Meghan Markle Reveals She Suffered A Miscarriage In Deeply Personal New York Times Op-Ed

Meghan Markle, Prince Harry

Meghan Markle, the Duchess of Sussex, has revealed that she suffered a miscarriage in July, explaining in a deeply personal New York Times op-ed that losing a child means “carrying an almost unbearable grief.”

Markle, the wife of British royal Prince Harry, revealed that she lost her second child after she had changed the diaper of her first-born, Archie Harrison Mountbatten-Windsor.

“I dropped to the floor with him in my arms, humming a lullaby to keep us both calm, the cheerful tune a stark contrast to my sense that something was not right,” she wrote. “I knew, as I clutched my firstborn child, that I was losing my second.”

Markle, who has signed a mega overall deal with Netflix, added: “Sitting in a hospital bed, watching my husband’s heart break as he tried to hold the shattered pieces of mine, I realized that the only way to begin to heal is to first ask, ‘Are you OK?'”

These three words (which she was famously asked in an interview with ITV’s Tom Bradby last year) were the theme of her piece in which she reflected on the coronavirus pandemic, the deaths of George Floyd and Breonna Taylor, and the fight for truth in America following the presidential election.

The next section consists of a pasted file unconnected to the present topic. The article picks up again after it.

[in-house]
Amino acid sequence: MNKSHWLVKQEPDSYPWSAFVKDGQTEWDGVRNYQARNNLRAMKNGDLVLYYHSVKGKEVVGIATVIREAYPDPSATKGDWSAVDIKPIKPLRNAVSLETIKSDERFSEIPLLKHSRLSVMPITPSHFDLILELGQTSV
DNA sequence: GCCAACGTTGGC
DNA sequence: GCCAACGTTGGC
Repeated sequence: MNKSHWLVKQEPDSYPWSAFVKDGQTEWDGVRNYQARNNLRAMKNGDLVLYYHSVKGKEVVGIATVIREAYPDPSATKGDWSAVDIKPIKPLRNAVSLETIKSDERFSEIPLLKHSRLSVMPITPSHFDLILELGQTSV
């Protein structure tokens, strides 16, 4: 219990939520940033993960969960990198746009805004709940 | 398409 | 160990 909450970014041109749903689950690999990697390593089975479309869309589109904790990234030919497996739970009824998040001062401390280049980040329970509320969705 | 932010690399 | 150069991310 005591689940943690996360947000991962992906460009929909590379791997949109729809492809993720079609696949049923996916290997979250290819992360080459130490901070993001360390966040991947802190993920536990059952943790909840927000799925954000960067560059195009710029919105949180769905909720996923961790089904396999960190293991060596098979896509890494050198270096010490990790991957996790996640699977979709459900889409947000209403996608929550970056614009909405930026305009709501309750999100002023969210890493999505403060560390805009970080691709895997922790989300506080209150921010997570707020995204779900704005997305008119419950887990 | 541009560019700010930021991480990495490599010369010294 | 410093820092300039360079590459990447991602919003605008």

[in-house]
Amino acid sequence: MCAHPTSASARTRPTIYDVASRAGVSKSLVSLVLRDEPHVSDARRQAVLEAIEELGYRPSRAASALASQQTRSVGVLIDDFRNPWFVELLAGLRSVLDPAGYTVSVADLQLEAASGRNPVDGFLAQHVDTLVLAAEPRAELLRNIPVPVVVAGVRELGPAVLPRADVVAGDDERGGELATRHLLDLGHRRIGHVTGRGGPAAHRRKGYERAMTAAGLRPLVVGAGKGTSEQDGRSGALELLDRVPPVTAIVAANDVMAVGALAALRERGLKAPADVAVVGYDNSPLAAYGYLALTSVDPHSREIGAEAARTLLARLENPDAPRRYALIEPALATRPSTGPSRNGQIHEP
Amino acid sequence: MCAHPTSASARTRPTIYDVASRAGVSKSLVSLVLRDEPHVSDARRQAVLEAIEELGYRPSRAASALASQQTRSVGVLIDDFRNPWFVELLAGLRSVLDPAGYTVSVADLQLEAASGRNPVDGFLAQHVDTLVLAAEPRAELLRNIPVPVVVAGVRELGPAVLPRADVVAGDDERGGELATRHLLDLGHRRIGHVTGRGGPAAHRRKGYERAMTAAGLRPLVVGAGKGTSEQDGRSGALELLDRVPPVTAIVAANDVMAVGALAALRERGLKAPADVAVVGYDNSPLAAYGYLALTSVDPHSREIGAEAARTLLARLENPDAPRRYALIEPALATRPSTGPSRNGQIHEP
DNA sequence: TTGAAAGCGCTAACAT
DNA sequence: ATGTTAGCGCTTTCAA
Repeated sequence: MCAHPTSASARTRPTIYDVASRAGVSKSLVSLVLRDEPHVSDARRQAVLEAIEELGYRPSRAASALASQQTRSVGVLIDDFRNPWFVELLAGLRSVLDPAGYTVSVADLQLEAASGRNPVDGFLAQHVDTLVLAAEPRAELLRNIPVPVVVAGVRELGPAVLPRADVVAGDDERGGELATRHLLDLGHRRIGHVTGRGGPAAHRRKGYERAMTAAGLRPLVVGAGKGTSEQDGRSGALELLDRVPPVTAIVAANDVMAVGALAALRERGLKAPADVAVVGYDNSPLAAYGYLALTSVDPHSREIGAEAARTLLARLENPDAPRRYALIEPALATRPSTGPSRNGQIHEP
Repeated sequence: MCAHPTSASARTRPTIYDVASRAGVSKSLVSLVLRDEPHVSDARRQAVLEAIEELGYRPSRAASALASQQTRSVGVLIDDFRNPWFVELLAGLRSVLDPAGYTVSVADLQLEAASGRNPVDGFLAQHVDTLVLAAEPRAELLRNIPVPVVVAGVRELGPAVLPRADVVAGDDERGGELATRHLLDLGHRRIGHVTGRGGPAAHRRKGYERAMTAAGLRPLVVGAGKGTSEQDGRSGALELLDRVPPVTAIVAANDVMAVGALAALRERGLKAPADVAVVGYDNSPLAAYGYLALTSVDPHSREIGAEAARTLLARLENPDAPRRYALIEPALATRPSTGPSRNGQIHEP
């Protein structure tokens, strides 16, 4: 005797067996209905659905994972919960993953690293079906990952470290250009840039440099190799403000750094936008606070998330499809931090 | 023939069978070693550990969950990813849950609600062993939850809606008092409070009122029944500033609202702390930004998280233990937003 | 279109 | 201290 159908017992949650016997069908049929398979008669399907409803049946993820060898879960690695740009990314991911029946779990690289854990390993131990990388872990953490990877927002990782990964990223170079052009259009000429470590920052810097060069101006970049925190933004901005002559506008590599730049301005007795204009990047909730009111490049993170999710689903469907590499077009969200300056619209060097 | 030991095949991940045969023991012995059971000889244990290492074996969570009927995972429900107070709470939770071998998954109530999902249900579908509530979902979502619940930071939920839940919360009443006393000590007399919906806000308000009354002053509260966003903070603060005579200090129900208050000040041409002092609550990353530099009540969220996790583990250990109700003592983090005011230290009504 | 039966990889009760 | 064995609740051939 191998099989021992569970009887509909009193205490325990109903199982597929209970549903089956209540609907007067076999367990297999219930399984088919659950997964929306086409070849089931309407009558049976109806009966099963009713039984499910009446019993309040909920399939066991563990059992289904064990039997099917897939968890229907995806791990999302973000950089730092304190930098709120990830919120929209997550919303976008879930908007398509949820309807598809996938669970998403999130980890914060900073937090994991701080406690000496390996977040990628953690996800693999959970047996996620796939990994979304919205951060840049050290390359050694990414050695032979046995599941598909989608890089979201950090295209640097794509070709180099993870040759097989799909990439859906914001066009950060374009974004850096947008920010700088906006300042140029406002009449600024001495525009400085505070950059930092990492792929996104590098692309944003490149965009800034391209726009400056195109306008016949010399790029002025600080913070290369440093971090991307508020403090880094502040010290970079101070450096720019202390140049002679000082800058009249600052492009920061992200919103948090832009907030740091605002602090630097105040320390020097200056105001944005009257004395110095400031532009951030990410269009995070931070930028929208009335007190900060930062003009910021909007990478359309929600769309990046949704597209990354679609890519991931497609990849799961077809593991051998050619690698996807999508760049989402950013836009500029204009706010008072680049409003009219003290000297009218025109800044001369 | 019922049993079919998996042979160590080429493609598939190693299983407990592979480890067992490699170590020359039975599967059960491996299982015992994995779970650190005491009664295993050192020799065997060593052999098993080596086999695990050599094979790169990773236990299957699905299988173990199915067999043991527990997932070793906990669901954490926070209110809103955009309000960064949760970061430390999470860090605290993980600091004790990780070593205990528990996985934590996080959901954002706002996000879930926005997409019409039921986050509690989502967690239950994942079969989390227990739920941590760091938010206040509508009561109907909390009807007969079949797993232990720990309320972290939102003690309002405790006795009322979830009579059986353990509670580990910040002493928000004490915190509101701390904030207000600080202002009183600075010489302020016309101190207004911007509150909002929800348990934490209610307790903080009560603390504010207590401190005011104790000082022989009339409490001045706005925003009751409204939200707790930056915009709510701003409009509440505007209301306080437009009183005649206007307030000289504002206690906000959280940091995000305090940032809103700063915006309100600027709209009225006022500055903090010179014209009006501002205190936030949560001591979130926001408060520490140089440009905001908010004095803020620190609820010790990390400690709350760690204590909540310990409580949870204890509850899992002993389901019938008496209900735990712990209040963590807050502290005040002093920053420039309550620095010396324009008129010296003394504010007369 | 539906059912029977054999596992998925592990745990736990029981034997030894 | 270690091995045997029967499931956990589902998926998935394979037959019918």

“It seems we no longer agree on what is true. We aren’t just fighting over our opinions of facts; we are polarized over whether the fact is, in fact, a fact. We are at odds over whether science is real. We are at odds over whether an election has been won or lost,” she said. “That polarization, coupled with the social isolation required to fight this pandemic, has left us feeling more alone than ever.”

Returning to the grief of her miscarriage, the former Suits star said it is a subject that is not discussed often enough. “Losing a child means carrying an almost unbearable grief, experienced by many but talked about by few,” she said. “Despite the staggering commonality of this pain, the conversation remains taboo, riddled with (unwarranted) shame, and perpetuating a cycle of solitary mourning.”

You can read the full op-ed here.

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